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US journalist: Syrian opposition conference hosted by El-Riyadh nothing but sham

19:03 | 16.12.2015 | Analytic


16 December 2015. PenzaNews. The December 8-10 Syrian opposition talks held at the initiative of Saudi Arabia is nothing but sham in an attempt to conceal the true intentions – to oust Syrian President Bashar Assad – from the international community, suggested Mike Whitney, independent US journalist, Counterpunch correspondent, in his article titled “The Saudi-hosted ‘opposition talks’ fiasco” published in the foreign media.

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He reminds that the meeting held in El-Riyadh brought together over 100 leaders and representatives of Syrian opposition groups, and resulted in the creation of the so-called “high commission” of 33 delegates to prepare for negotiations with the Syrian Arab Republic (SAR) in January 2016.

However, the journalist suggests that the “high commission” is not going to have any impact on future conflict, the conference took place without the largest and most influential actors in the Syrian war – from Kurds and the Syrian Army, to “Islamic State” terrorist group (IS, Daesh in Arabic; banned in Russia) – even being invited.

The “high commission” is not going to have any impact on future negotiations because its leaders don’t represent the most powerful groups of fighters on the ground. The most powerful groups are the Syrian Arab Army (SAA), Jahbat al Nusra (and other al Qaida-linked militias), ISIS and the Kurdish People’s Protection Units or YPG. None of these groups participated in the Saudi talks even though their delegates will eventually play a big role in determining the country’s future.

Still, according to him, the Saudi plan to draw “moderate” opposition groups into a unified political front already collapsed as representatives of Ahrar al-Sham militia group, who had been invited in spite of the opposition, refused to participate in the event.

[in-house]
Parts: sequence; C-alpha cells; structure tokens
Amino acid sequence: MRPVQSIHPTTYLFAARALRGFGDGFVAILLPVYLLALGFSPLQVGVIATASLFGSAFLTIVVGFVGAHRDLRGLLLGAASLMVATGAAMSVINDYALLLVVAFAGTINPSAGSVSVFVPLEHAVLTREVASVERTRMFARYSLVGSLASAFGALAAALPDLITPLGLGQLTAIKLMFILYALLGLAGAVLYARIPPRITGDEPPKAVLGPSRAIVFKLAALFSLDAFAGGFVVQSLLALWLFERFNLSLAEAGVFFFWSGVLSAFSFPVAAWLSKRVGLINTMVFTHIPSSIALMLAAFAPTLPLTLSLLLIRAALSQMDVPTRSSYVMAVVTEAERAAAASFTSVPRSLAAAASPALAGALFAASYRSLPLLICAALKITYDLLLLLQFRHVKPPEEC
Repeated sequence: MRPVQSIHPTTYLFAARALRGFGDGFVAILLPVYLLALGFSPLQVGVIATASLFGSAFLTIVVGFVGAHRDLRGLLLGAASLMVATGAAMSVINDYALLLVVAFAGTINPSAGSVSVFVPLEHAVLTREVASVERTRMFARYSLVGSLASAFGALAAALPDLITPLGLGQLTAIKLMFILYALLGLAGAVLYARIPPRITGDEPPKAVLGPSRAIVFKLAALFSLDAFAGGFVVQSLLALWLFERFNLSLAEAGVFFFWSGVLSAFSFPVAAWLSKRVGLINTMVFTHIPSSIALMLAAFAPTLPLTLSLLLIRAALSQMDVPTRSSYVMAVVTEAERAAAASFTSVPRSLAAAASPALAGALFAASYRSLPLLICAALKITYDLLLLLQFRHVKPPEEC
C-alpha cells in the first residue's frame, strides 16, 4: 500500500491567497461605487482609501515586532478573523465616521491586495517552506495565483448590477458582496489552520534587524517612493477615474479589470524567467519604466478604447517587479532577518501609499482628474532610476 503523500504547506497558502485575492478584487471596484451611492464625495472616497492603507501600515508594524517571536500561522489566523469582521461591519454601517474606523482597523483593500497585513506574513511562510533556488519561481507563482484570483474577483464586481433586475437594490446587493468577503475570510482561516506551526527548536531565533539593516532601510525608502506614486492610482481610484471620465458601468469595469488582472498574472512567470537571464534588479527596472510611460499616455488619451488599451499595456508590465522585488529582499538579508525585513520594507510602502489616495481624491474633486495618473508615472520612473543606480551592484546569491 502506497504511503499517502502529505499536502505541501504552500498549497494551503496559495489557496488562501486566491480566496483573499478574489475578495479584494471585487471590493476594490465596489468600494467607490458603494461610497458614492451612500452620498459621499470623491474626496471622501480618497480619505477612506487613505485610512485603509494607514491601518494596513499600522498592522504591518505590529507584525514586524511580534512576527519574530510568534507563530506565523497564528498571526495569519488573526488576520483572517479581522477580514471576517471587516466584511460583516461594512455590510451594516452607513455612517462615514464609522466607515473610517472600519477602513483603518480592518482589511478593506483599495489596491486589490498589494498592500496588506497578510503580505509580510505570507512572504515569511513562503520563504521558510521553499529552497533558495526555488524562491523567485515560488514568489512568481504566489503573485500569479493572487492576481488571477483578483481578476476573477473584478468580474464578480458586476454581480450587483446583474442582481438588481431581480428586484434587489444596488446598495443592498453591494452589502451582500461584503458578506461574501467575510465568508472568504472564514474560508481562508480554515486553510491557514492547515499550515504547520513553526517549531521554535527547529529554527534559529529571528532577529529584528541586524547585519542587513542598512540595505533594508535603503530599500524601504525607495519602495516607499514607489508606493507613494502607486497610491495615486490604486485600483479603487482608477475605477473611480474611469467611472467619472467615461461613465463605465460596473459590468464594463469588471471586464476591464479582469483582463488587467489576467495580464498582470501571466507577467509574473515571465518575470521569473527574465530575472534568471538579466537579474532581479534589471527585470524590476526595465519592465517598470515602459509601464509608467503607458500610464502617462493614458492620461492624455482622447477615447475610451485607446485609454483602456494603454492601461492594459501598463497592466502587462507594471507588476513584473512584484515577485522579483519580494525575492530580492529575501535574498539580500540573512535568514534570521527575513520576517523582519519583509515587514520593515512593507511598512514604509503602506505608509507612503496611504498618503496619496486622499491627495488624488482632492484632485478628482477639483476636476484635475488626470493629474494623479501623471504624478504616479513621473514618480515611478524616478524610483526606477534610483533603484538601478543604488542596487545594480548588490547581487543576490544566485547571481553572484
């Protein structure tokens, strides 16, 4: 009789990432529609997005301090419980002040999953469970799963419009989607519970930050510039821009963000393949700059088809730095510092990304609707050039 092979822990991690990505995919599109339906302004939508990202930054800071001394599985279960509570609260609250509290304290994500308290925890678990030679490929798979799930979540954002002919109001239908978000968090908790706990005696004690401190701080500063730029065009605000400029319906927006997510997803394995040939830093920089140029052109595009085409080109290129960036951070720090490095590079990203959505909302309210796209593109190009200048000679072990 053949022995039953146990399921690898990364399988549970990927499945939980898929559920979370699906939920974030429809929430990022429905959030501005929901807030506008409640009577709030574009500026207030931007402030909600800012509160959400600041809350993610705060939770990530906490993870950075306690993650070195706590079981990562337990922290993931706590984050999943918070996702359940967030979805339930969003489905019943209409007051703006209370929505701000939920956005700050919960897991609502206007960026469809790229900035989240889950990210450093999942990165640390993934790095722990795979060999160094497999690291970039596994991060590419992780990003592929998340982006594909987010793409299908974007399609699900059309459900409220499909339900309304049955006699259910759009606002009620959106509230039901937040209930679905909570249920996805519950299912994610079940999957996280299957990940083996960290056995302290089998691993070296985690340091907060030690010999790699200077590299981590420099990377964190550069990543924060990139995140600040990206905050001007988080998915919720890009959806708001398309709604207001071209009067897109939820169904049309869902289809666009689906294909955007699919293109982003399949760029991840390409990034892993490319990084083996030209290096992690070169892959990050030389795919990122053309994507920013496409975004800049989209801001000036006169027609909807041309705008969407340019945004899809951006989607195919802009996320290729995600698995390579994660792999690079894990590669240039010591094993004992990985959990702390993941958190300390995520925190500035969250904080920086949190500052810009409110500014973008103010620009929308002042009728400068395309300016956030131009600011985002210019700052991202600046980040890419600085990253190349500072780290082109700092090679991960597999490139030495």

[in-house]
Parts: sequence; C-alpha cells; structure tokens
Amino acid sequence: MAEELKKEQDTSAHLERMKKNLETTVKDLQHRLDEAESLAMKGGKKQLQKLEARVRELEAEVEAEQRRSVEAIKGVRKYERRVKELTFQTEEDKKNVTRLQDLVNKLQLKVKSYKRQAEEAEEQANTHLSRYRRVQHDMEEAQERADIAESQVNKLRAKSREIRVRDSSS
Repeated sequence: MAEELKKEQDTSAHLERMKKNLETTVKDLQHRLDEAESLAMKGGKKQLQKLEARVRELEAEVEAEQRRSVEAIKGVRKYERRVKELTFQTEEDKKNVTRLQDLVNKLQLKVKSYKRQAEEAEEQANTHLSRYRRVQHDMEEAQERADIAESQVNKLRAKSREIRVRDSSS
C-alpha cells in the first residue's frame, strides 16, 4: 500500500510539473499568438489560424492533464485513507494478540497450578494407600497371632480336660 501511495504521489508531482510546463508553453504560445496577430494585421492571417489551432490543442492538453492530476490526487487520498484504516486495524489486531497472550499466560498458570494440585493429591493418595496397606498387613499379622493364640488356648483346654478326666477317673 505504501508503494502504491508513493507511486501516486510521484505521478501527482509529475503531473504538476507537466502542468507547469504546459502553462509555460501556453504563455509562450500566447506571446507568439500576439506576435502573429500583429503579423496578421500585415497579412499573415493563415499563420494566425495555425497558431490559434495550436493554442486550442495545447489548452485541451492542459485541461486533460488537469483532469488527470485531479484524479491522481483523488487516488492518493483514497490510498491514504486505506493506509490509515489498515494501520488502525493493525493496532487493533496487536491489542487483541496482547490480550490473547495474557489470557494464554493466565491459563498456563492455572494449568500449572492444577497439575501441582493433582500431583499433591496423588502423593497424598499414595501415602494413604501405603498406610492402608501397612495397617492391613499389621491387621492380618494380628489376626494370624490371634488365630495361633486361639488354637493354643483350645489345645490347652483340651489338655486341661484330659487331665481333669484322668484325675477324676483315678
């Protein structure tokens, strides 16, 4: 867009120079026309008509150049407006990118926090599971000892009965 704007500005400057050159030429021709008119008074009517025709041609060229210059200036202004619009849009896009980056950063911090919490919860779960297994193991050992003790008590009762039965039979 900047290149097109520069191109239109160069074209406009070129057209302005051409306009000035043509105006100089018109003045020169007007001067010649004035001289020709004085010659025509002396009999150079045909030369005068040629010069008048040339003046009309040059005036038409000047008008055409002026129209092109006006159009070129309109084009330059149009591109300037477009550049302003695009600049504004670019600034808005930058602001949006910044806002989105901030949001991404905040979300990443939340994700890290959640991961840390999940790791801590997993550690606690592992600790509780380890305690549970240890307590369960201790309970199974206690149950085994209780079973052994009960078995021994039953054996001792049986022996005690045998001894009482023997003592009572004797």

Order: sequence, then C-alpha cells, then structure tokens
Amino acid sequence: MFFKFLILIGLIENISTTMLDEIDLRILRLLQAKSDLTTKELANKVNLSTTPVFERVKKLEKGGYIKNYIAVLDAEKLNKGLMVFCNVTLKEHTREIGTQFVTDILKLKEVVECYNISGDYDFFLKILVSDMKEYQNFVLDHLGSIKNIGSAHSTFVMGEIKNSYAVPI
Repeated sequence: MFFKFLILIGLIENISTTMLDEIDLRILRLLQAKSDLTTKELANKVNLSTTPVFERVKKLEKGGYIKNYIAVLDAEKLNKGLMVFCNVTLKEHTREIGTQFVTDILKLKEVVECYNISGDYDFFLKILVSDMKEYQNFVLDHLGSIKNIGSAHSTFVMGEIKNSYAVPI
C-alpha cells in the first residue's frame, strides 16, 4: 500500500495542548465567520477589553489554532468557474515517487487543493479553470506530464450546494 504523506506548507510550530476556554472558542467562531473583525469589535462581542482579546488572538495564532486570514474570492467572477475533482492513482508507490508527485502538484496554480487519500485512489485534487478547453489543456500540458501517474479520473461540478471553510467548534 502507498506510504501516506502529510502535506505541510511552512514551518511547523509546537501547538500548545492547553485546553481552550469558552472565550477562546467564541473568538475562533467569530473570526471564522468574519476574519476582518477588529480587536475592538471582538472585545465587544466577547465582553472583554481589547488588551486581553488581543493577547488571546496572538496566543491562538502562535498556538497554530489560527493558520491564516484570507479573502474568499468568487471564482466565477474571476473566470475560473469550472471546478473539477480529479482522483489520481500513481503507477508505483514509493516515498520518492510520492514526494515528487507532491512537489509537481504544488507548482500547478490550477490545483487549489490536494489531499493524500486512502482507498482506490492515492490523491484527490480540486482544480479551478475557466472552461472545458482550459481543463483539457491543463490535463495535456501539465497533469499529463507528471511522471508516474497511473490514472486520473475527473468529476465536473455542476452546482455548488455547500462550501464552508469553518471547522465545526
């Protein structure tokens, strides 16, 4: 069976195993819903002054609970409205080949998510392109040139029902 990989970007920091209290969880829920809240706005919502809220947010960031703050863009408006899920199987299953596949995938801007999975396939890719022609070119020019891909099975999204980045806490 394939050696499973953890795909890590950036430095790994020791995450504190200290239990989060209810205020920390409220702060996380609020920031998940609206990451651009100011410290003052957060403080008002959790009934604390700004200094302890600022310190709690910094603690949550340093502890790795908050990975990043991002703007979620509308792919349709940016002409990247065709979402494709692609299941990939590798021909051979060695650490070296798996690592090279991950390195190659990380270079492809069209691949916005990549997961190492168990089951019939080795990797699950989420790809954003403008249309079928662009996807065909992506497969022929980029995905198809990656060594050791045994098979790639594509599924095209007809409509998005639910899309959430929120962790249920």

“Ahrar al-Sham, a hardcore amalgam of Wahhabi extremists and fanatical jihadis, withdrew from the anti-Assad confab because, according to The Washington Post: ‘some of its comments and recommendations have been disregarded at the meeting’,” the author writes.

At the same time, he points out that The Washington Post did not explain the meaning behind “comments and recommendations” – for a very clear reason.

“The media doesn’t want the American people to know that the so called ‘moderate’ militias their government is backing are actually homicidal maniacs who are determined to topple a secular government and replace it with an Islamic Caliphate,” Mike Whitney thinks.

To back up his claims, the author cites some of the demands issued by Ahrar al-Sham after the El-Riyadh conference. In particular, the statement of the Islamist militia, which was left without any mention by the Western media, contains a refusal to hold any talks with the Syrian government, along with demands to disband the Syrian national army, withdraw Iran and Russian forces, and transform SAR into an Islamic country, with the task to combat Daesh named a secondary objective.

From his point of view, participation of such armed Islamist groups as Ahrar al-Sham disproves and negates the very idea behind talks held in El-Riyadh.